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PRINT-SPIRATION – WAYS TO WEAR PRINT

Nov 06, 2014 - Calibre
06.11.2014

Print gets a bad rep. For the uninitiated, it’s easy to immediately associate it with garish Hawaiian shirts made popular in the ‘80s and given that you’re on the Calibre blog, I’m going to wager (pray) that you don’t count Ace Ventura as a style icon. Thankfully for you and me, things have evolved considerably since then.

There’s also the perception that prints are difficult to wear, which only carries any weight if you don’t know where to begin. So with that in mind, let’s break down the different ways you can incorporate it into your day-to-day outfits, making you stand out from the crowd yet still retain your masculinity.

 

TESTING THE WATER


If you’d prefer to take baby steps during your first foray, the easiest way to incorporate pattern into your ensemble is with accessories – a carefully chosen paisley tie or a floral pocket square will rejuvenate your tailoring.

 

 

For a casual, confident cool opt for patterned shoes, but remember the mantra that ‘less is more’ and wear them back with a solid colour pair of shorts or chinos.

 

 

CAUTION TO THE WIND


Now that you see how easy it is to integrate print into your wardrobe, let’s up the ante. Printed shirts are great for injecting life into your summer outfits and should therefore be treated as the focal point. For maximum impact, wear a tone of contrasting shorts or pants:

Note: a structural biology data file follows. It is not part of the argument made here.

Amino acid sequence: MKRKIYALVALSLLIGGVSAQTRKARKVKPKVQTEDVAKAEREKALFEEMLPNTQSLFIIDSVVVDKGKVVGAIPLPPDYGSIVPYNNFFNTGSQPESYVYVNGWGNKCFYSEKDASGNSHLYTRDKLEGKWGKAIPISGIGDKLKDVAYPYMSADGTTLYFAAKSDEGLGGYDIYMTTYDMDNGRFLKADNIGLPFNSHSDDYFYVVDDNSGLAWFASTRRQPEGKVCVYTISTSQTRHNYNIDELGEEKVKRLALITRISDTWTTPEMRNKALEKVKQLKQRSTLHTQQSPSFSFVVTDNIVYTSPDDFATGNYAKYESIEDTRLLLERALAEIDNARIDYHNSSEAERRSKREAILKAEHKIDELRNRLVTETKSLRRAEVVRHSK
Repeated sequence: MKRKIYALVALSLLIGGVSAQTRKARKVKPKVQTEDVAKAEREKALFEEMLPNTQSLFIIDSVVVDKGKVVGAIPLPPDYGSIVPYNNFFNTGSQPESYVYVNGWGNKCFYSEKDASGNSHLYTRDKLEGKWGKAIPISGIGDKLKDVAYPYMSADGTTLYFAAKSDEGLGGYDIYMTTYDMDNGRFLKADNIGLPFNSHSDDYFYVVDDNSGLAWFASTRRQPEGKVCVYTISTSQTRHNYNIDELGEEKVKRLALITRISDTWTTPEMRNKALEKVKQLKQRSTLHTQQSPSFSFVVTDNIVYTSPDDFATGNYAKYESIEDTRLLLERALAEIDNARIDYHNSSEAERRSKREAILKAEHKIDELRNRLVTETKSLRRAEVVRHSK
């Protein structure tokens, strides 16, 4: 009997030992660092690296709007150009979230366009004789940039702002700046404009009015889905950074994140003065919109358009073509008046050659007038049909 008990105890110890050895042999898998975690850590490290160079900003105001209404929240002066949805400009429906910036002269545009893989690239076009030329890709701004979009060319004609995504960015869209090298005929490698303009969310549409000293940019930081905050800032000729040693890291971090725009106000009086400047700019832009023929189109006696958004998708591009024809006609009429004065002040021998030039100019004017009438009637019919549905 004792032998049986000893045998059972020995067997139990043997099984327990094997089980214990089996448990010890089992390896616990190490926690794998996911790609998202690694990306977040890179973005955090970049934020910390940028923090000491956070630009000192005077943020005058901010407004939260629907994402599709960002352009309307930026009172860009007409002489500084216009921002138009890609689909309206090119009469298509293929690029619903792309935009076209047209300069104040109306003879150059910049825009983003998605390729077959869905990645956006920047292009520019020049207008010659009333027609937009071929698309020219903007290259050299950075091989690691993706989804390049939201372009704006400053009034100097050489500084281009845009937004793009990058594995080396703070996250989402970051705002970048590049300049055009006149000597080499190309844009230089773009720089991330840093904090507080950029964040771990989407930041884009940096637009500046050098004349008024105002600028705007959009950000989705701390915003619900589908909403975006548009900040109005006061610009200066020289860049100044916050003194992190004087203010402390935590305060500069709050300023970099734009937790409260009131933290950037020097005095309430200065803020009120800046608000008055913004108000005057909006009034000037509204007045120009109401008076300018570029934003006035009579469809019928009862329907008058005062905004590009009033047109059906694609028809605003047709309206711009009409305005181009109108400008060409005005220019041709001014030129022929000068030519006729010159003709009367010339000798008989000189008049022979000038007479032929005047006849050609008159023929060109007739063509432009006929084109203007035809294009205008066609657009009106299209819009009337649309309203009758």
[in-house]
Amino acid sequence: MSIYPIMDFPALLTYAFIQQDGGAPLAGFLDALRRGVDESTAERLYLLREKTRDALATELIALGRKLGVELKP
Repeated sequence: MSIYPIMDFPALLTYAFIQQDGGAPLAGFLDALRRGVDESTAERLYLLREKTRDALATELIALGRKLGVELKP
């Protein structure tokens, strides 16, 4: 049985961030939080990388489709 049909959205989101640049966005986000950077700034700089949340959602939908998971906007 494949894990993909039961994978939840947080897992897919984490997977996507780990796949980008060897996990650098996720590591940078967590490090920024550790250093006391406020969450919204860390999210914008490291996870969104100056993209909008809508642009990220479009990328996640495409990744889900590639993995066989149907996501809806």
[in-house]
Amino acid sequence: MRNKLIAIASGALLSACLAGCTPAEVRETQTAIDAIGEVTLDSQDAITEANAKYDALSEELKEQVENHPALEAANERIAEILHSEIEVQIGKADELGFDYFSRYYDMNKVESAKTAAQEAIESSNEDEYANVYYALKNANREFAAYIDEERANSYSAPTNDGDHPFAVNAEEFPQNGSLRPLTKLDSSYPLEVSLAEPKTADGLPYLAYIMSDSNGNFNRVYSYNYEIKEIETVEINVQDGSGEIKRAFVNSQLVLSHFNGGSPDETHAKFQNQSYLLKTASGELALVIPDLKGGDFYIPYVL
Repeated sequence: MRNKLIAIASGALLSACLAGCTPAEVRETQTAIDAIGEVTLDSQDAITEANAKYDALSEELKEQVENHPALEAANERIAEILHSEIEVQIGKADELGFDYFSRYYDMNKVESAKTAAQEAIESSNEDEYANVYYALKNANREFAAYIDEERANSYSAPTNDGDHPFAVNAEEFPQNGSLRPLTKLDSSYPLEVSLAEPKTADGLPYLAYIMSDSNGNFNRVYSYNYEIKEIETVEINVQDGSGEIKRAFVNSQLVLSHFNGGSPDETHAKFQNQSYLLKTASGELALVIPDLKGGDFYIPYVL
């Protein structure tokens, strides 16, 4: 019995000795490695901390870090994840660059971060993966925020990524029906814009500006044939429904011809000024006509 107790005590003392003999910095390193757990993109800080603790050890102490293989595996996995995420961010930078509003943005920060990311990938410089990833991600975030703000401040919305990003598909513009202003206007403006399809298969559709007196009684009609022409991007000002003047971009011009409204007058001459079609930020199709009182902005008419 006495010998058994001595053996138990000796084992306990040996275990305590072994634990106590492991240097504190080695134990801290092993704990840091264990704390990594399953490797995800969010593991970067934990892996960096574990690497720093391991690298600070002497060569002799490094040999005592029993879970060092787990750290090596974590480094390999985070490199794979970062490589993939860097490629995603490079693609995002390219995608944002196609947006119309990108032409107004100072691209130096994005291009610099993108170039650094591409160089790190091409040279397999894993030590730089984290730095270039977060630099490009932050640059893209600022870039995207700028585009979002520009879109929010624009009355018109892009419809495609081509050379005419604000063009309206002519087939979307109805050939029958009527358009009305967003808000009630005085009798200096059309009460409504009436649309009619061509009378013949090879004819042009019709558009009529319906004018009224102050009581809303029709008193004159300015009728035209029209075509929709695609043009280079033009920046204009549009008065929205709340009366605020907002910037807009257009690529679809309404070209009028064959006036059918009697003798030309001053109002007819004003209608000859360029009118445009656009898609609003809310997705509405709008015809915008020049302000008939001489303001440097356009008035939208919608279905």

Feeling confident yet? Great. Now how can you incorporate print into your bottom half? Quite easily, actually – for a slightly daring yet understated look, wear them with plain shoes and a minimalist top:

 

 

 

FORTUNE FAVOURS THE BOLD


Once you’ve mastered the basics above, the more advanced option is to mix different type of prints. Of course there are potential dangers, but as a Calibre Man you’re not averse to calculated risks, are you?

The easiest way to achieve this is by mixing printed ties with patterned shirts – just make sure that the pattern of the tie differs to the shirt and it includes at least one complementary base colour for maximum effectiveness.

 

 

In the examples below, the red and navy create a striking contrast, as does the difference in size and pattern between the two prints (an important consideration when mixing prints / patterns):

 

 

So there we have it. What might have seemed like a sartorial minefield is actually quite simple once you deconstruct it. Experiment, be bold and say ‘Aloha’ to print! Just leave the ukulele out of it.

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